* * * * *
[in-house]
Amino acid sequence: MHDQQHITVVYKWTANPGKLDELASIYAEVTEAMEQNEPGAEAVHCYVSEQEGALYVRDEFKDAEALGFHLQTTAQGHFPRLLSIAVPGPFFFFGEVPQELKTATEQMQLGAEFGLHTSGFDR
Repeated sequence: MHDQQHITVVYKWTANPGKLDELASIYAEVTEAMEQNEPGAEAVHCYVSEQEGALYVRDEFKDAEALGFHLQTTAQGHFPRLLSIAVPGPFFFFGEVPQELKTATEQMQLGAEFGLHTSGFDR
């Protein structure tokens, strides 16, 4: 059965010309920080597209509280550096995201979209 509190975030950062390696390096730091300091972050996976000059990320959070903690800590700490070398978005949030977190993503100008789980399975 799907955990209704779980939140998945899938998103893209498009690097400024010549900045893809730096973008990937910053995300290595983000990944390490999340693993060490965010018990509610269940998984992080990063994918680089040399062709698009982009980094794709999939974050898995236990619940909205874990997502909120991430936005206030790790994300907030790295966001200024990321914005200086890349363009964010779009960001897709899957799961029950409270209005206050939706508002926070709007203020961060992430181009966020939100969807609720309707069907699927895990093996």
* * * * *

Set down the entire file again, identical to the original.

[in-house]
Amino acid sequence: MHDQQHITVVYKWTANPGKLDELASIYAEVTEAMEQNEPGAEAVHCYVSEQEGALYVRDEFKDAEALGFHLQTTAQGHFPRLLSIAVPGPFFFFGEVPQELKTATEQMQLGAEFGLHTSGFDR
Repeated sequence: MHDQQHITVVYKWTANPGKLDELASIYAEVTEAMEQNEPGAEAVHCYVSEQEGALYVRDEFKDAEALGFHLQTTAQGHFPRLLSIAVPGPFFFFGEVPQELKTATEQMQLGAEFGLHTSGFDR
């Protein structure tokens, strides 16, 4: 059965010309920080597209509280550096995201979209 509190975030950062390696390096730091300091972050996976000059990320959070903690800590700490070398978005949030977190993503100008789980399975 799907955990209704779980939140998945899938998103893209498009690097400024010549900045893809730096973008990937910053995300290595983000990944390490999340693993060490965010018990509610269940998984992080990063994918680089040399062709698009982009980094794709999939974050898995236990619940909205874990997502909120991430936005206030790790994300907030790295966001200024990321914005200086890349363009964010779009960001897709899957799961029950409270209005206050939706508002926070709007203020961060992430181009966020939100969807609720309707069907699927895990093996």